There seems to be more to it than that, however, as I noticed oddly soft areas in my completely motionless test shots. This may be a baked-in problem with the algorithms: I notice, for example, that shadow areas adjacent to a bright area will often blur (see the area around the Bulldog clip in the L16 centre extracts). It's also possible I suppose, that my sample has one or more wonky imaging units, perhaps from rough treatment in the past: the alignment of sixteen small cameras is a miracle of precision engineering, after all, and cannot have much, if any, margin of error.

On balance, this is the sort of thing only a "pixel-peeping" enthusiast would spot at very close quarters, and the overall impression is one of high quality; if not "full-frame DSLR-beating", as rashly claimed in the pre-launch publicity, then certainly well up the standards I work to, and exceeding them in some respects. In the end, the L16 is a flawed implementation of a "proof of concept" camera; things could have been so different if they'd only dialled back the pre-release hype. It's such a shame they abandoned it, having already improved it a lot from the original release in response to user feedback. Fuji camera users are used to that firm's commitment to the Japanese idea of kaizen – continuous, iterative improvement, in Fuji's case supplied to users as cost-free firmware updates – and the idea of a wifi-linked, app-driven camera that continuously improves itself is what would have been so exciting about a dedicated computational camera. Even so, I'm looking forward to giving it a proper run-out when the weather and the lockdown conditions permit. For now it's a keeper.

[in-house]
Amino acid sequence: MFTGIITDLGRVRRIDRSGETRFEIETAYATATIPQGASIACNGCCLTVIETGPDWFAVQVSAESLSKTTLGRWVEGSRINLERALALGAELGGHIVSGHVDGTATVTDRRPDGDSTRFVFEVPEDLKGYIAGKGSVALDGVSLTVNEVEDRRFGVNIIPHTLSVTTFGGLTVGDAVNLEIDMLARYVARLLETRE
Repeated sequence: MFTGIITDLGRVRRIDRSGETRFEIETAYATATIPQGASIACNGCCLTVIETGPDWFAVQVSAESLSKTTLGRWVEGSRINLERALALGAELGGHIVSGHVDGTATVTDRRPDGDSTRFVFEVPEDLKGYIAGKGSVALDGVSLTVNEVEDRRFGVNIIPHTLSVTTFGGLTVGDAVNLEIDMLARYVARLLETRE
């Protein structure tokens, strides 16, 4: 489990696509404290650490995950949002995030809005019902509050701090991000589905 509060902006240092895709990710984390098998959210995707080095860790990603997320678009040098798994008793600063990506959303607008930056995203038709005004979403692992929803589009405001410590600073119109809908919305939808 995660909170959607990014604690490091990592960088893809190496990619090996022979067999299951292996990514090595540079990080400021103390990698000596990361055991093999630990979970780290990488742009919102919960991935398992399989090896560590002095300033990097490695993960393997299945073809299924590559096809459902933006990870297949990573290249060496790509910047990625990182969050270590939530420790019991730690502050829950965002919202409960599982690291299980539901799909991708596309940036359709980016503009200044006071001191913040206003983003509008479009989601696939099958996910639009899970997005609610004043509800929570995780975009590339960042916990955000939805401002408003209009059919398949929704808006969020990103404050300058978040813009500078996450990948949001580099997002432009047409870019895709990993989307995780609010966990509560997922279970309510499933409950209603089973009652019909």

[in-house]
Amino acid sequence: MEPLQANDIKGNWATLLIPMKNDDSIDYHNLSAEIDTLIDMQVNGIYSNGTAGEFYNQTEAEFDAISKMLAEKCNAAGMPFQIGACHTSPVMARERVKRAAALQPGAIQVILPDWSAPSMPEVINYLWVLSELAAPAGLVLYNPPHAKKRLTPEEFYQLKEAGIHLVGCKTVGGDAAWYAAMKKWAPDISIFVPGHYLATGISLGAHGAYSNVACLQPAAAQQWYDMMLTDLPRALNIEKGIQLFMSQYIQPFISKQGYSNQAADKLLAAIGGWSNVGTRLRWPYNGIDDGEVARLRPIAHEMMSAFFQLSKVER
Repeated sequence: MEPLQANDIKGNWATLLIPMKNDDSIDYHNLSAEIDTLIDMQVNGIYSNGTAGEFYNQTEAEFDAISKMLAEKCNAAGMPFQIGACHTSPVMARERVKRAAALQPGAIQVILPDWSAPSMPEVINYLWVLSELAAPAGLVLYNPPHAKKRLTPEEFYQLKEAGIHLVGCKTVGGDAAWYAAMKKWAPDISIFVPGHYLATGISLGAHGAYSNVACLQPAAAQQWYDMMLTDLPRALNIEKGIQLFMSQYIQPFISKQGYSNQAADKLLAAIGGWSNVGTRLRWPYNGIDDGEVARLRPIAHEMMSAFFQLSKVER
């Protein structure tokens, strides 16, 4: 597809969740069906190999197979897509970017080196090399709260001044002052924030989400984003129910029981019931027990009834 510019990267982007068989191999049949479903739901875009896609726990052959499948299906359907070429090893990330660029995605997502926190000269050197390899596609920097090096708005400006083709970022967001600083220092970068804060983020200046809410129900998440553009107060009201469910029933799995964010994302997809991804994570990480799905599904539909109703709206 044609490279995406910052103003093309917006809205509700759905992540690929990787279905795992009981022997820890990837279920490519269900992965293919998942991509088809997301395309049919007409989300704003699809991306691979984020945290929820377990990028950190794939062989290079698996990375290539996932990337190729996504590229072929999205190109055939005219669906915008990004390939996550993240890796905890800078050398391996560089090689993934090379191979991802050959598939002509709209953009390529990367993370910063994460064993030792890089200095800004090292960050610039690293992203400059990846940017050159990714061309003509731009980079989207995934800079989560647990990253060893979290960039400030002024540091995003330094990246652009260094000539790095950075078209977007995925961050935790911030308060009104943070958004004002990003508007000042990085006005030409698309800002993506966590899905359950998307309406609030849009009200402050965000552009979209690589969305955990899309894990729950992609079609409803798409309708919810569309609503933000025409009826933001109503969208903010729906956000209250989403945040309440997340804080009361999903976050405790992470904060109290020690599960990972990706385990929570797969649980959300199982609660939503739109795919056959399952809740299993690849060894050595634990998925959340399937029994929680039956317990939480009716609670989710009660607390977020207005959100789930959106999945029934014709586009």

In particular, and even though it's not something I'd want to do routinely, I'm attracted to the panoramic potential of those 80 MB files created when the L16 is used at its widest zoom, the equivalent of a 28mm lens. Sized at a print resolution of 300 ppi that delivers a good, undistorted file 88cm x 66cm, out of a pocketable thing the size of a large, fat smartphone. There must surely be plenty of scope for cropping something interesting out of that much acreage, I'd have thought. Which might even incline me to carry a tripod, which is, I concede, quite funny.

(original file 70cm x 26cm @ 300 ppi)

1. It turns out PhotoNinja can't process Light's DNG files. I asked Jim Christian (PN's developer) why, and he said "The current version of Photo Ninja only works with mosaiced Bayer variants of DNG" but is working on it for a future release. Adobe's Camera Raw has no such problem, fortunately.